For BYJU’s, it is the overall well-being that is at the centre of all that they do. Mani said that the company has been working consistently to build a workplace where employees feel comfortable to discuss challenges, and are compassionate about helping others overcome their struggles. “There is also a culture of open dialogue and transparency that allows employees to bring out their big ideas,” added Mani.

Team bonding and collaboration in a hybrid workspace

Reiterating Freshworks’ inclusive culture, Ira spoke about the company’s belief in creating a “happy work environment and ensuring agility with empowerment”. She added that Freshworks has introduced programmes that do not solely focus on technology, but also on developing global mindsets and inclusion.

“Our CEO has been at the forefront of multiple initiatives focused on our people and has helped us a lot during the pandemic. Just like there’s a state of emergency, we call it the state of empathy, which binds us all together,” she added.

Norman outlined aspects that organisations need to keep in mind while exercising hybrid work cultures. He insisted that it would take some time before we get accustomed to the style of working, and understand the evolving behaviours and priorities of employees.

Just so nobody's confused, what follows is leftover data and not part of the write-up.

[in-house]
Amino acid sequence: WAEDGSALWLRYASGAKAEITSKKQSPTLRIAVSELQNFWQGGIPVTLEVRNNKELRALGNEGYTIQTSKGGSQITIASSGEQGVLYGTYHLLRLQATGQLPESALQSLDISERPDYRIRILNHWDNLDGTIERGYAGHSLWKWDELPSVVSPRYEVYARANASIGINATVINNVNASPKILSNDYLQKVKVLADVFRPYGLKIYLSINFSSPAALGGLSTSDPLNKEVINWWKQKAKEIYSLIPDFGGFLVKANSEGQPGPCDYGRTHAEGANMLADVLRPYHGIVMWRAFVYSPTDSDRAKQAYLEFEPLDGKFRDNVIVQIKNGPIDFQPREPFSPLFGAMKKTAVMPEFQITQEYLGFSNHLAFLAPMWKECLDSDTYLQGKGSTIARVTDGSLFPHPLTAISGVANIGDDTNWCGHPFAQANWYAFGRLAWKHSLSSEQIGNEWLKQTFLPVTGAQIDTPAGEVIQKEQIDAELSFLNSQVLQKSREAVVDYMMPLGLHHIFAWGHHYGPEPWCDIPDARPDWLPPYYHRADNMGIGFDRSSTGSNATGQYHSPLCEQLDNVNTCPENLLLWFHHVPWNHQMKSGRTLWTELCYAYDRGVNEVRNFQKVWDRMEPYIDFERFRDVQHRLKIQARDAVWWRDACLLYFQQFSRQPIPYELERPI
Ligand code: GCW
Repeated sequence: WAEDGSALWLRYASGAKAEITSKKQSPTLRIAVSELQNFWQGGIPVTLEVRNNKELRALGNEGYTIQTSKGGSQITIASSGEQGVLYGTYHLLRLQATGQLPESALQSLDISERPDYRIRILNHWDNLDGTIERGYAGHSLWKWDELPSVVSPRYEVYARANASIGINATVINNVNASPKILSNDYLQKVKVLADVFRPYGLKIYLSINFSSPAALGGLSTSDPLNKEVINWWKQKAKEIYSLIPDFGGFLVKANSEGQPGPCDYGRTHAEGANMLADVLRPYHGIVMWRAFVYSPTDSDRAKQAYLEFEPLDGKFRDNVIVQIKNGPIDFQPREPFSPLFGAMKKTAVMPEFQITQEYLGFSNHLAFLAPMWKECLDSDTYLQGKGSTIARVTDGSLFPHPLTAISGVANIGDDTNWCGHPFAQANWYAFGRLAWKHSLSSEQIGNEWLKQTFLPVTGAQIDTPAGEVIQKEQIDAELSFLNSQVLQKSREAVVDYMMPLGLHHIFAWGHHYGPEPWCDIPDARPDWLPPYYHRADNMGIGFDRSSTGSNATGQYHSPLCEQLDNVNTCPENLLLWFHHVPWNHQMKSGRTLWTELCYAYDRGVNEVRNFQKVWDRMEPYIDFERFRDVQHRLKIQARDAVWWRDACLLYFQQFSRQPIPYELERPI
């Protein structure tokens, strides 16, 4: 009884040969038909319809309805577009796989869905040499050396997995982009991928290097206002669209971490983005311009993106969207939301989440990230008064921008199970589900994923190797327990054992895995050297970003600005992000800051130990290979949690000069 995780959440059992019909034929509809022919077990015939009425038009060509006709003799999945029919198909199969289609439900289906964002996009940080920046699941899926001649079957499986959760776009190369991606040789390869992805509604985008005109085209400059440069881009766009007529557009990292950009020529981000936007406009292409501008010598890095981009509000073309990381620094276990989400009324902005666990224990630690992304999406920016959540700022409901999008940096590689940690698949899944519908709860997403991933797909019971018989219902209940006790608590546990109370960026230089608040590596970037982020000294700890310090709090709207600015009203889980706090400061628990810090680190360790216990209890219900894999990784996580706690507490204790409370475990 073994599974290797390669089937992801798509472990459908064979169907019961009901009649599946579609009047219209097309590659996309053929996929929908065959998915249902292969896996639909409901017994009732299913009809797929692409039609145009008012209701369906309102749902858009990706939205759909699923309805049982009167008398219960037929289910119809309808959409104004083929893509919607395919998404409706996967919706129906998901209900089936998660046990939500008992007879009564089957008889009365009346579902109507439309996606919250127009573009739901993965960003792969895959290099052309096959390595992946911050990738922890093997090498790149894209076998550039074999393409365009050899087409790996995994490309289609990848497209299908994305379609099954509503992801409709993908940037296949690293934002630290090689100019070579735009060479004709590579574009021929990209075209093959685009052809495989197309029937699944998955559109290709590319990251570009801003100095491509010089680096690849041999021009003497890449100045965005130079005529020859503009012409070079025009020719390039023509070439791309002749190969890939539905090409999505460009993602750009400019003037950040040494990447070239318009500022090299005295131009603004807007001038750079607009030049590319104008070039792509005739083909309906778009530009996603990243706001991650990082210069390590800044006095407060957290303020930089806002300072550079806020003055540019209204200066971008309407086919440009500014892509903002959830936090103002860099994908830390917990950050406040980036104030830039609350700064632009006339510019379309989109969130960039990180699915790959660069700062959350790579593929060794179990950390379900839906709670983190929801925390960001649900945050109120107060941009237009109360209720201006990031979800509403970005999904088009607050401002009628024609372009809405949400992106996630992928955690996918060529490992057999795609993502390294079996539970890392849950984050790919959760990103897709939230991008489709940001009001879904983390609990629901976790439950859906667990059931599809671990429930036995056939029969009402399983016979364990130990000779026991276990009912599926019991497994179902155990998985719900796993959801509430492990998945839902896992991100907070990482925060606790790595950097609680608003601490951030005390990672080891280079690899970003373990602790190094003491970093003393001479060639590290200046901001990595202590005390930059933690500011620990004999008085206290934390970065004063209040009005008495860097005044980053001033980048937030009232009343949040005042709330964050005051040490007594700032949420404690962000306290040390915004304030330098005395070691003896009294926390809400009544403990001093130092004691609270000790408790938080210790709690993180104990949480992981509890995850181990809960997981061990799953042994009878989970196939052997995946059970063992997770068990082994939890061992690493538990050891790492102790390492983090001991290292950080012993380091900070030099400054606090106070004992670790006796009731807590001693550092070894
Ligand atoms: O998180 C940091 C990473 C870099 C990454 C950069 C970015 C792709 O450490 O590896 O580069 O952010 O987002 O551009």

Humane leadership to foster innovation

“As a people-first organisation, Freshworks puts people before business,” said Ira, highlighting that empathy and relatability are values that are intrinsic to the company.

Talking about Microsoft’s model coach care framework where leaders and managers are encouraged to model values that they are expecting from their teams, Norman said, “The company believes in encouraging employees to put aside some time for their own learning, away from work.” Microsoft is also re-evaluating the time employees spent in meetings, so they could bring down the burnout, he added.

Mani elaborated on empathy being a core value at BYJU’s. He spoke about the culture of actively listening to employees, thereby helping them develop their own opinions and confidence. “We also try to bridge the knowledge gap by sharing short videos from experts to help our employees get better at their skill set. We also check-in on our employees regularly as we do understand the healing power of a simple phone call or text,” he said.

Upskilling: Need of the hour

For Manish, a growth-oriented mindset is foundational, and it is something that can be learned and is “infectious”. At Atlassian, conscious efforts are put into finding the right talent; those who are willing to learn and have a curious mindset. Apart from mentoring and coaching programmes at different levels, Manish mentioned the organisation’s policies that enable employees to explore roles in cross-functional teams.

Reiterating Microsoft’s efforts to encourage employees to upskill, Norman said, “We use insights to ensure that employees have dedicated learning time or dedicated quiet hours, when they can detach from their day-to-day execution and take time out to learn.”